Uchida began her solo concert with Mozart’s Piano Sonata in C Major, a piece you have probably heard a thousand times (and may even have played yourself, if you took piano as a child). Miraculously, she made this old chestnut sound like something new as it shyly and delicately emerged from beneath her fingers. But it was her performance of Schumann’s Kreisleriana, which came next, that really knocked me out. I had heard the virtuosic Daniil Trifonov perform it with great brio at Carnegie last fall, and had imagined then that nothing could be better; now I realized that his rendering, while extraordinarily skilled (“Like a piano-player from outer space, come down to show us how it’s done” was how I thought about it at the time), lacked the human touch that Uchida gave it. In her hands, the Schumann had immense feeling—as did another difficult Schumann work, the Fantasy in C Major, which she gave us after the intermission. That C Major key pointed back toward the Mozart work with which she had started the program, but the real echo, loud and clear, came in the Widmann Sonatina, which actually borrowed some of the familiar Mozart phrases for its repeated theme. Hence the whole program felt, in a way, like one extended composition, with various hands contributing to the music—including, not least, Uchida’s.

The very different program she and her co-star offered on Sunday afternoon gave me a chance to reconsider the Widmann work in a different context. Placed after a Berg selection of Four Pieces for Clarinet and Piano and Widmann’s own Fantasie for Solo Clarinet, both of which had a jazzy, appealingly erratic, brave-new-modernist quality, the Sonatina now sounded more like a player-piano run wild and less like a sedate imitation of the classics.  It’s great when a new piece can contain multitudes in this way, can be one thing on one night and another thing on another; it suggests that it will have legs. The two well-matched performers closed out the second half of the program with Schumann again — this time his Fantasiestücke for piano and clarinet. That was certainly a deep pleasure to hear, a fitting end to a great program. But I think the work that will stay with me the longest is the Brahms Clarinet Sonata in F Minor with which they opened. Companionable, occasionally plaintive, sometimes passionately warm, it was an eye-opener for many of us—a new aspect of Brahms for people who thought they had already taken his measure. In the hands of masters like these two, even the old pieces keep growing.

Less than a week later, I was back at Carnegie to hear my hometown orchestra, the San Francisco Symphony, under the inspired direction of Michael Tilson Thomas. (“How do the orchestra members know how to follow his strange gestures?” a New Yorker asked me afterward, and I didn’t even understand what he was talking about: to me, the way MTT conducts has become the watchable norm.) My reason for going to this concert was the presence on the program of Shostakovich’s First Cello Concerto, written in 1959 for his friend Mstislav Rostropovich. I thought I appreciated this work already, but I had no idea. Whether it was due to the brilliant soloist (a Frenchman named Gautier Capuçon) or the excitement of performing in Carnegie before an enthusiastic and surprisingly young audience, the orchestra shone in a way I have rarely heard it do before. Every minute of the Shostakovich was galvanizing, and though I liked the Cage and Bartok works that surrounded it, they couldn’t compare with that high point in the middle of the program. It felt as if the cello had been invented for Shostakovich to use it at the center of his piece, and as if the rest of the orchestra had been developed for this precise purpose as well. That sense of profound inevitability cannot be laid wholly at Carnegie Hall’s door; surely the composer, the orchestra, and the cellist deserve some credit, too. But I can’t help feeling that the warm, welcoming, historically important, acoustically blessed auditorium helped create the experience that gave me so much joy.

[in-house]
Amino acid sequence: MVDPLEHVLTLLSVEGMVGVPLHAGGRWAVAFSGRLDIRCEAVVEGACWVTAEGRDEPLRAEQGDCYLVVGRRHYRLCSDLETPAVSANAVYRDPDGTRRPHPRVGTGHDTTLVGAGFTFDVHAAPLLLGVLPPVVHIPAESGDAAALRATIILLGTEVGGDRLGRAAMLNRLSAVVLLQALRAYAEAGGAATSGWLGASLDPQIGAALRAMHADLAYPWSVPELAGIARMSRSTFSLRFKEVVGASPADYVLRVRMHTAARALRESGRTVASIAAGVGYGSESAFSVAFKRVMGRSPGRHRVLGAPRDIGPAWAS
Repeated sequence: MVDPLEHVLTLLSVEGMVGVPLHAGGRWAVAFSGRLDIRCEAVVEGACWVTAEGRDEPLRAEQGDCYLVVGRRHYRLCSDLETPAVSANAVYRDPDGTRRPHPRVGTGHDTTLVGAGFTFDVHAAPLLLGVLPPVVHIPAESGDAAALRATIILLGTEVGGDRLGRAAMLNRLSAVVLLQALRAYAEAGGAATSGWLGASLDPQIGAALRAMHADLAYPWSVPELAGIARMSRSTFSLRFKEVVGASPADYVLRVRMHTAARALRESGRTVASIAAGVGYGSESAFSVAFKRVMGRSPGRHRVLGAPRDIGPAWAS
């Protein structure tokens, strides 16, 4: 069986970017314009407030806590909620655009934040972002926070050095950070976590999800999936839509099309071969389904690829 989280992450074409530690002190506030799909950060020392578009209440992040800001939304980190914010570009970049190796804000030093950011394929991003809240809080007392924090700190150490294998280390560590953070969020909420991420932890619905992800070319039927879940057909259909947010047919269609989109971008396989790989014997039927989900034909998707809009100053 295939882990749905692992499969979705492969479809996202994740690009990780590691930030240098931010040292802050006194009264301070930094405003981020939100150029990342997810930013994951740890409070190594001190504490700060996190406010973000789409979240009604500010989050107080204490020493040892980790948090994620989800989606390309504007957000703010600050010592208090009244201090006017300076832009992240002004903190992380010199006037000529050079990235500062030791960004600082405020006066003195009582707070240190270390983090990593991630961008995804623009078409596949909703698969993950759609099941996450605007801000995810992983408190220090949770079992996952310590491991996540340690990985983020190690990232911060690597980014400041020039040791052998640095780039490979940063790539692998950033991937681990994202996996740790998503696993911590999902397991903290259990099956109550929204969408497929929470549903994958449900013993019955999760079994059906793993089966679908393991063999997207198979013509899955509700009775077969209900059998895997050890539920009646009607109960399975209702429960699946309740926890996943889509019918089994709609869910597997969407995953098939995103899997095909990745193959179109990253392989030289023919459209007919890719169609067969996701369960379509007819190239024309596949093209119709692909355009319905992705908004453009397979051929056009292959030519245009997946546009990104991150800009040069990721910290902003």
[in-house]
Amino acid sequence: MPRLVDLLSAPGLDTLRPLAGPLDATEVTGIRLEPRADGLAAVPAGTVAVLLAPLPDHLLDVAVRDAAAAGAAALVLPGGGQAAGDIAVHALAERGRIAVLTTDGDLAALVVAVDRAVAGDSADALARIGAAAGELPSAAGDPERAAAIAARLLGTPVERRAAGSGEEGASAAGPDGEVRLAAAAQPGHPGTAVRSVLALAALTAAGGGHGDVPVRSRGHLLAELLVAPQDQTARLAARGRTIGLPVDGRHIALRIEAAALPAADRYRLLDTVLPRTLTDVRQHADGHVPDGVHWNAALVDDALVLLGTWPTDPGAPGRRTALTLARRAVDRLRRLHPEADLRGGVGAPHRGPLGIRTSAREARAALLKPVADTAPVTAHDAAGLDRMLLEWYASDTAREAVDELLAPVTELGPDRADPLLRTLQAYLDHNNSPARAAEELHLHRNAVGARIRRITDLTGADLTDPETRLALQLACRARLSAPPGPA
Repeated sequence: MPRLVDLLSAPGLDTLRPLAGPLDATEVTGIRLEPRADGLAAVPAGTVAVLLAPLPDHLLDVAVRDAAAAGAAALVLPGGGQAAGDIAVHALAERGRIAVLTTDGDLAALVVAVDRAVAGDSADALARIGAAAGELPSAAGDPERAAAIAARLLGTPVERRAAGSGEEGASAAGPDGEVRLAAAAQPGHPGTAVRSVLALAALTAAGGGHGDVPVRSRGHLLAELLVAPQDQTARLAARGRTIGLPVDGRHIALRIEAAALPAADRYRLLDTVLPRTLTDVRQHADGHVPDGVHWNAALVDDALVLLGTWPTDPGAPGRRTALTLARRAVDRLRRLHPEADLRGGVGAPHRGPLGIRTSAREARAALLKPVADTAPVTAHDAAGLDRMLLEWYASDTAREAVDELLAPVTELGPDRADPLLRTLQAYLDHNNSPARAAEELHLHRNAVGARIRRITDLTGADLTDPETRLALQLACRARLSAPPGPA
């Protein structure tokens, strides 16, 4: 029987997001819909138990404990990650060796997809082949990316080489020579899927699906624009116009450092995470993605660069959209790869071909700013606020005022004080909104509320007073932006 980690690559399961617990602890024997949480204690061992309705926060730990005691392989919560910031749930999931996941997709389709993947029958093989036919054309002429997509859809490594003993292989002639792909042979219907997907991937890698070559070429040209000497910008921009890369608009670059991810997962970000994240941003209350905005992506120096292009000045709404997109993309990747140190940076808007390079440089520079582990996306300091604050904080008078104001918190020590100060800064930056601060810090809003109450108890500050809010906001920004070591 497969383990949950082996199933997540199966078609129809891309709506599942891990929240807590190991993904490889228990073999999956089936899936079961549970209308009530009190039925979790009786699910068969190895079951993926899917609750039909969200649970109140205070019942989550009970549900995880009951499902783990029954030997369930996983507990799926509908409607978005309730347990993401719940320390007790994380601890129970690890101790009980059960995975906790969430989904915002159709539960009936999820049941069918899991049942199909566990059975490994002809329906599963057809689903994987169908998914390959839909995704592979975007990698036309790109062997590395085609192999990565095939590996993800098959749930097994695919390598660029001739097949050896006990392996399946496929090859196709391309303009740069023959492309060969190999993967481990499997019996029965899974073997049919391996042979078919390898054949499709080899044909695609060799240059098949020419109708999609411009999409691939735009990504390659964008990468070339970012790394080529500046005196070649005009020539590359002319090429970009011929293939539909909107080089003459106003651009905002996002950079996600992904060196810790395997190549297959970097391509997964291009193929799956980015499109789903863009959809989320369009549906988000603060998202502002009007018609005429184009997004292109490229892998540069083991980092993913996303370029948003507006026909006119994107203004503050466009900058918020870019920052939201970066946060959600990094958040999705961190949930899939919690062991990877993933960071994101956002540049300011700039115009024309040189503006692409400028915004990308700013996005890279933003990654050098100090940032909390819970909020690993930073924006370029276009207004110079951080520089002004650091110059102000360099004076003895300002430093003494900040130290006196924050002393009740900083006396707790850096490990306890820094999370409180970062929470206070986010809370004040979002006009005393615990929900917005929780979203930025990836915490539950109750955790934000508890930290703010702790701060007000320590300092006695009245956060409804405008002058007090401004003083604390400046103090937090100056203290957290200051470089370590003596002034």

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Song and Dance Man

The two operas directed by Mark Morris that appeared at BAM last weekend were as different from each other as they could be, and yet each bore the mark (so to speak) of their choreographer-director. What this means, among other things, is that I cannot imagine a better production of either.

First up in the program was Benjamin Britten’s Curlew River, an opera I had never seen before in this or any other form. Based on a Noh drama and using musical elements that seemed faintly Japanese-y, it is a strange yet affecting composition which (like so much of Britten’s work) seems to hinge on an evocation of the sound and feel of water. Unlike every other Morris-directed opera I’ve attended, this one did not employ the Mark Morris dancers; instead, the choreographer gave subtle, interesting movements to the all-male group of singers who populated the stage. He was particularly lucky in his choice of the main performer, the brilliant young tenor Isaiah Bell, who played the central part of the Madwoman with a gestural and vocal delicacy that made the whole opera come to life. But luck, of course, had very little to do with it. Morris has long had a good eye for new talent among singers, and here he had someone whose innate abilities combined with his own choreographic genius to produce a performance in which a man dressed as a man was entirely believable as a grieving mother.